Michael Jordan and the rest of the players: "They charge for playing the 82 games"

The owner of the Hornets does not share the policy of breaks that is unleashing the controversy over Kawhi's absence against the Bucks.

Michael Jordan, for many the best player in history and now sees the basketball business from across the barrier as the owner of Charlotte Hornets (the NBA franchise of his native Carolina), does not share the new break policy of the NBA stars, a system once again on everyone's lips due to the absence of Kawhi Leonard in the duel with national television between Clippers and Bucks, a priori MVP of the Regular Season against MVP of the Finals. Kawhi played only 60 games last season and took care of his body to get into the playoffs, where he led the Raptors to the first title in their history. Now those absences are not so easy to hide as he is in a much more media position after rejecting the Lakers and signing for the Clippers with Paul George.

David Fizdale, for example, has not found it difficult to call this rest policy “junk” without injury (the so-called load management) when he has been criticized for excessive minutes (37 on average in his first eight games in the NBA) that rookie RJ Barrett is playing, something that some consider unnecessary in the absence of New York sports goals and that could have consequences in the future for the promising forward.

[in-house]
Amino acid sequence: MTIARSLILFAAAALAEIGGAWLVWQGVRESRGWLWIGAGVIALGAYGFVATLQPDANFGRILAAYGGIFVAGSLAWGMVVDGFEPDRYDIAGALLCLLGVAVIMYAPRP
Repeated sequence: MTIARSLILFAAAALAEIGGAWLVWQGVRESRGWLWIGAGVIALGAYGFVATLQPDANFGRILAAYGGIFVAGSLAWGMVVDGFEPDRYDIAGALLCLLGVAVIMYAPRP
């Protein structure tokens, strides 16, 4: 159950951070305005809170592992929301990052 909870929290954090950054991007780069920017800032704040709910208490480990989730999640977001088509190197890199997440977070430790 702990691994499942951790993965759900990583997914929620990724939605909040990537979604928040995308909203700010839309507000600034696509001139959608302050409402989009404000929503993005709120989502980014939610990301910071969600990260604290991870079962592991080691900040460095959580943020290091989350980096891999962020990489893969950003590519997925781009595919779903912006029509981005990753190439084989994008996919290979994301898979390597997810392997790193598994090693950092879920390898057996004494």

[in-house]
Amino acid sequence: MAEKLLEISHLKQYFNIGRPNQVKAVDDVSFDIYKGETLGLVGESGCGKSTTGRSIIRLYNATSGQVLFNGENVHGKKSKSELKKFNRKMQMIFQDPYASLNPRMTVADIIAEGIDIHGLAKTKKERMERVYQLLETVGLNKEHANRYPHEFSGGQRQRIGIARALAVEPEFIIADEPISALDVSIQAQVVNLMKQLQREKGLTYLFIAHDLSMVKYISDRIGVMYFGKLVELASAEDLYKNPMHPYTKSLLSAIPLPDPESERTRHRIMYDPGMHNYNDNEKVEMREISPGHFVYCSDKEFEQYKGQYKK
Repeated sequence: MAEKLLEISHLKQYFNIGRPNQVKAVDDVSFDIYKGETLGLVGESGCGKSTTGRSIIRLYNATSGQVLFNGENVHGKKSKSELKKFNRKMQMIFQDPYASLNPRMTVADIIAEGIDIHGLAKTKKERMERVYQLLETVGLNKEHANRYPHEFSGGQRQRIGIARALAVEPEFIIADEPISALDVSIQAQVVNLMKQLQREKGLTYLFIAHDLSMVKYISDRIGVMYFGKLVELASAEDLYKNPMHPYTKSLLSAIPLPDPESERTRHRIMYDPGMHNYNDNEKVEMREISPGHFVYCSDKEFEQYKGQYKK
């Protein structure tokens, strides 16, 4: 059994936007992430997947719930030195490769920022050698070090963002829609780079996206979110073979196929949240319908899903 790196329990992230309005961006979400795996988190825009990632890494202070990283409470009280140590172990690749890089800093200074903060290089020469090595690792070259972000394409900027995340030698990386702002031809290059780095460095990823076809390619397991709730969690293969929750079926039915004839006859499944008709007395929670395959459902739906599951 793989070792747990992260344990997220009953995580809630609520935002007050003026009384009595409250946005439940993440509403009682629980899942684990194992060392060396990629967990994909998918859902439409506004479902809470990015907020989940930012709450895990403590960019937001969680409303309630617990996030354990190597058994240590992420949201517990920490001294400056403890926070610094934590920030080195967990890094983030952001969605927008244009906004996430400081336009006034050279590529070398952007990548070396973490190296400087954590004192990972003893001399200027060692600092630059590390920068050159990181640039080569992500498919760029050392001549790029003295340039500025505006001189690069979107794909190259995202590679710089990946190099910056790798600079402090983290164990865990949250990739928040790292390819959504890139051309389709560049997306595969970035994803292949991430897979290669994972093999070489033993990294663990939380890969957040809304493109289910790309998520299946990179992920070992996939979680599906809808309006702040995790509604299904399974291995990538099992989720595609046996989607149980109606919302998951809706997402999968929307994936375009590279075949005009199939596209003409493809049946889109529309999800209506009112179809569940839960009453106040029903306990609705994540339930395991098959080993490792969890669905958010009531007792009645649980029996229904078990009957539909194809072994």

Steve Clifford, who now trains Orlando Magic but who led Charlotte Hornets with Michael Jordan as head, made it clear that with the former Bulls in command there could be nothing like that load management: “That was not expected of the team. In Charlotte, Michael used to tell us every year that we were paid to play the 82 games of the Regular Season. ”

It is not difficult to understand (share or not) Jordan's position, and not only because he is now the owner: in his years as a player he was one of those who was always on the track if there was no major cause of force, including his last season with the Wizards, when he played (2002-03) the 82 games with 39 years. In the Bulls he played 13 seasons, with a break in 1993-94 for his first withdrawal, from which he returned in 1994-95, in which he played 17 games. Before, in 1985-86 he only played 18 Regular Season games because a foot was fractured, the most serious injury of his career.

For the rest of his seasons in the Bulls and if those two depart, his reliability was impressive. In the other eleven he played 895 of 902 possible matches. Before his first break he played 649 of 656 and 667 of 738 if the injury campaign is counted. Then, in the full three years of his second threepeat (1996-98) not a single game was lost: 246 of 246.

Photos from as.com
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